But Erlang itself? It's too weird, and in my brief experiments, the implementation shows its age; we have in fact learned some things about software since way back then.
--Tim Bray, Prognostication
I'm just quite new to Erlang and read through Chapter 10 of Programming Erlang so far. The language really expand my mind greatly, with its pattern-matching capability (even for a Haskell user), and of course concurrency oriented programming. Inter-process communication, even across different machines, is a quite simple task in Erlang. However, as stated by Tim Bray, Erlang is too weird. In the following, I will list some weird things I met when studying Erlang. The focus is mainly on syntax, which seems to be non-essential but should have been easily improved (if backward compatibility is not an issue).
Usage of punctuation
A newcomer to Erlang will almost forget to type period after an expression one or more times. Why do we need such punctuation even in an interactive shell? I admit that using period, semicolon and comma in Emacs makes source editing more automatic, but I prefer not using them at all. Erlang should learn something from the elegance of Haskell in this aspect.
Awkward functional programming with fun
There is no fun when using fun. When writing an anonymous
function, one have to use
fun and append
end. Even when calling a named function within a higher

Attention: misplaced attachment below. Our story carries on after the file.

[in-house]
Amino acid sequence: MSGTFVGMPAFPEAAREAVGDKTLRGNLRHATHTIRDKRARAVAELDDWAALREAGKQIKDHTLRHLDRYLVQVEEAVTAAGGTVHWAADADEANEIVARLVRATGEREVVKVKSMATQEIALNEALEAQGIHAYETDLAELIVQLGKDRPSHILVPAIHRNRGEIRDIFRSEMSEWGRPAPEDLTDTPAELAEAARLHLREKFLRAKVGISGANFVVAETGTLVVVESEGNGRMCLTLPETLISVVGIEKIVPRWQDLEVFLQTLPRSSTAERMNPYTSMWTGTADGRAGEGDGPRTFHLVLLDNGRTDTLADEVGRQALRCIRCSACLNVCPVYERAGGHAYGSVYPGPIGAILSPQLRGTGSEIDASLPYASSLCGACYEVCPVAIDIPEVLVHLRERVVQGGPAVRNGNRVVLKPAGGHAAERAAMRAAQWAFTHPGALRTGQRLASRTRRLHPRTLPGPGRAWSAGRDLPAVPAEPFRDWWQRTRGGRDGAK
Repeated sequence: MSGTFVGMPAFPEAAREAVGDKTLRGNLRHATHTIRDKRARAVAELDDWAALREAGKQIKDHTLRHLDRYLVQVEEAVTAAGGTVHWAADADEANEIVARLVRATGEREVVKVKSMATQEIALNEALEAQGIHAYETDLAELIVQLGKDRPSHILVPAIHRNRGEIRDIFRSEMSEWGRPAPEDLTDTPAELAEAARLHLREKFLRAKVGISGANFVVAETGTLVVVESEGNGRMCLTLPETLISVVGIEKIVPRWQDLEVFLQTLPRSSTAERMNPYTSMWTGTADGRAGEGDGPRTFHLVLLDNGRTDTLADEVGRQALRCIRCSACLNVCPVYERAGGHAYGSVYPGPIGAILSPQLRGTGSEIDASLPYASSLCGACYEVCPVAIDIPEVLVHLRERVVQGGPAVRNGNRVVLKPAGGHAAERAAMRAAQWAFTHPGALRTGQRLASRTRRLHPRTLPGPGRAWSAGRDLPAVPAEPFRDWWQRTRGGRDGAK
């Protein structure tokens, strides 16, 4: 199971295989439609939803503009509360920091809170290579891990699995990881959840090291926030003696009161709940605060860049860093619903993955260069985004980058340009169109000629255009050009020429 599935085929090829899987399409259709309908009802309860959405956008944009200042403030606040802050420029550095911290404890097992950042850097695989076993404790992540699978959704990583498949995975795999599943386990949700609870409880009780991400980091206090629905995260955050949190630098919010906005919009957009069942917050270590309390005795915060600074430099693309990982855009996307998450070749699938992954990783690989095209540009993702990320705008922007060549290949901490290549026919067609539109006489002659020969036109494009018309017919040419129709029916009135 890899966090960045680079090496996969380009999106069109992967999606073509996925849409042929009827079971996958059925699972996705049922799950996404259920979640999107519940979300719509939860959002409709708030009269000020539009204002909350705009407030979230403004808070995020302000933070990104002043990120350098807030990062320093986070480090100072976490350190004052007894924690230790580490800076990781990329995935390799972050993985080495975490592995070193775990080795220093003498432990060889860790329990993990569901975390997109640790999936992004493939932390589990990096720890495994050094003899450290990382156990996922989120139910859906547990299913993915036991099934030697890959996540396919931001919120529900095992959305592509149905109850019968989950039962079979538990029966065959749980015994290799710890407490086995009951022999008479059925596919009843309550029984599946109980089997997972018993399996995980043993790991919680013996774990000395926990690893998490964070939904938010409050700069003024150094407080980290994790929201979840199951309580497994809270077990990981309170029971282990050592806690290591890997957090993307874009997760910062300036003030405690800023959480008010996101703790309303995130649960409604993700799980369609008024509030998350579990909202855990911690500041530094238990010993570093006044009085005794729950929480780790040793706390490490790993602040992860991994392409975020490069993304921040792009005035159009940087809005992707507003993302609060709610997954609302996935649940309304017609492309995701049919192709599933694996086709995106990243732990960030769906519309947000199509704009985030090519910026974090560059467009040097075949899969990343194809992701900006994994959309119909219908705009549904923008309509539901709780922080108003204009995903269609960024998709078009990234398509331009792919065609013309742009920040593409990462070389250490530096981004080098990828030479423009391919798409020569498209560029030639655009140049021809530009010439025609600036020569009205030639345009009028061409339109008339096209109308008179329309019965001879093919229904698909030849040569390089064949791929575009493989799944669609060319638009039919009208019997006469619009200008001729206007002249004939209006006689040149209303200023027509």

order function, one has to use
fun like this
lists:map(fun math:sqrt/1, [1.0, 2.0, 3.0]). This is
awkward and Haskell way is way better again.
Although records are tuples in disguise, they are treated in a C-style way: i.e. if one record definition is to be used by multiple source files, it has to be put into an include file. Weird.
Fans of C/C++ may applaud when they learn that Erlang provided similar macro facilities. However it is doubtful whether this controversial feature is needed for such a functional programming language.
Again advocates of C/C++ might be pleased to know that Erlang also relies on makefile for package management/build. Shed by the light of Haskell/Cabal, Common Lisp/ASDF or X/Y (put your favorite language and package management system here), one may expect that Erlang has a more modern way?
Apparently, above weird aspects are not show-stopper for the popularity of Erlang. However, appreciating the Ruby principle of Least Surprise, I cannot help but rant my impressions gathered when climbing the mind-blown-away learning curve.